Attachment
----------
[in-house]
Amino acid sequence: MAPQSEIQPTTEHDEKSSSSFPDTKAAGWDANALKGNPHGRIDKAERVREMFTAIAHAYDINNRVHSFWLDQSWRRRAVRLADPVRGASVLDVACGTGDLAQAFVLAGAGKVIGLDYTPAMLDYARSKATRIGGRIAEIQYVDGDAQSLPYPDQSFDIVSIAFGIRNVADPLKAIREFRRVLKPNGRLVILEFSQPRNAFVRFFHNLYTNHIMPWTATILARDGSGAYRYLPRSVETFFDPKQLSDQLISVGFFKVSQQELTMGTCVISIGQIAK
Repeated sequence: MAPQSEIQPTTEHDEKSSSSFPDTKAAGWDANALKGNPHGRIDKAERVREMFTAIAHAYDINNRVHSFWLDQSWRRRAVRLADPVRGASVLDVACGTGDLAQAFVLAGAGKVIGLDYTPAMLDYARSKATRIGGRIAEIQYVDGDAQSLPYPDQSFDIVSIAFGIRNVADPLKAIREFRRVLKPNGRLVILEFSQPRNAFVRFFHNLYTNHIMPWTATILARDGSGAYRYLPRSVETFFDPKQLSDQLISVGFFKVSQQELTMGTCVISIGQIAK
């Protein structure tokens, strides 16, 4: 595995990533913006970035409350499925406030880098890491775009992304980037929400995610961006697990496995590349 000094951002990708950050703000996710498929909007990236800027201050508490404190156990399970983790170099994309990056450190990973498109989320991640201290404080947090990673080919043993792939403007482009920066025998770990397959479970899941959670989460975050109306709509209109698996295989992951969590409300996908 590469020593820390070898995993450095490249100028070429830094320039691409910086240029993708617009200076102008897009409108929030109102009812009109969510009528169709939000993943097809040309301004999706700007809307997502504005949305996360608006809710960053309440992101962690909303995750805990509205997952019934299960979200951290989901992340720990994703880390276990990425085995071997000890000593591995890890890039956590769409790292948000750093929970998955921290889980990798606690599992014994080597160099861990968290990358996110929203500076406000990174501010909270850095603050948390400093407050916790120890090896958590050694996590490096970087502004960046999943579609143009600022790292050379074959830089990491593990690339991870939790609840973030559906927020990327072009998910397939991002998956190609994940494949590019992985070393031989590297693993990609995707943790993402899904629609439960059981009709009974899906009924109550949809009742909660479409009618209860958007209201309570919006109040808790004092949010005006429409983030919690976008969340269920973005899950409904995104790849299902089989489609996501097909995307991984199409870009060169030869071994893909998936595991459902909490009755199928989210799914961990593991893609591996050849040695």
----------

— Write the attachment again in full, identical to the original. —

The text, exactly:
[in-house]
Amino acid sequence: MAPQSEIQPTTEHDEKSSSSFPDTKAAGWDANALKGNPHGRIDKAERVREMFTAIAHAYDINNRVHSFWLDQSWRRRAVRLADPVRGASVLDVACGTGDLAQAFVLAGAGKVIGLDYTPAMLDYARSKATRIGGRIAEIQYVDGDAQSLPYPDQSFDIVSIAFGIRNVADPLKAIREFRRVLKPNGRLVILEFSQPRNAFVRFFHNLYTNHIMPWTATILARDGSGAYRYLPRSVETFFDPKQLSDQLISVGFFKVSQQELTMGTCVISIGQIAK
Repeated sequence: MAPQSEIQPTTEHDEKSSSSFPDTKAAGWDANALKGNPHGRIDKAERVREMFTAIAHAYDINNRVHSFWLDQSWRRRAVRLADPVRGASVLDVACGTGDLAQAFVLAGAGKVIGLDYTPAMLDYARSKATRIGGRIAEIQYVDGDAQSLPYPDQSFDIVSIAFGIRNVADPLKAIREFRRVLKPNGRLVILEFSQPRNAFVRFFHNLYTNHIMPWTATILARDGSGAYRYLPRSVETFFDPKQLSDQLISVGFFKVSQQELTMGTCVISIGQIAK
């Protein structure tokens, strides 16, 4: 595995990533913006970035409350499925406030880098890491775009992304980037929400995610961006697990496995590349 000094951002990708950050703000996710498929909007990236800027201050508490404190156990399970983790170099994309990056450190990973498109989320991640201290404080947090990673080919043993792939403007482009920066025998770990397959479970899941959670989460975050109306709509209109698996295989992951969590409300996908 590469020593820390070898995993450095490249100028070429830094320039691409910086240029993708617009200076102008897009409108929030109102009812009109969510009528169709939000993943097809040309301004999706700007809307997502504005949305996360608006809710960053309440992101962690909303995750805990509205997952019934299960979200951290989901992340720990994703880390276990990425085995071997000890000593591995890890890039956590769409790292948000750093929970998955921290889980990798606690599992014994080597160099861990968290990358996110929203500076406000990174501010909270850095603050948390400093407050916790120890090896958590050694996590490096970087502004960046999943579609143009600022790292050379074959830089990491593990690339991870939790609840973030559906927020990327072009998910397939991002998956190609994940494949590019992985070393031989590297693993990609995707943790993402899904629609439960059981009709009974899906009924109550949809009742909660479409009618209860958007209201309570919006109040808790004092949010005006429409983030919690976008969340269920973005899950409904995104790849299902089989489609996501097909995307991984199409870009060169030869071994893909998936595991459902909490009755199928989210799914961990593991893609591996050849040695």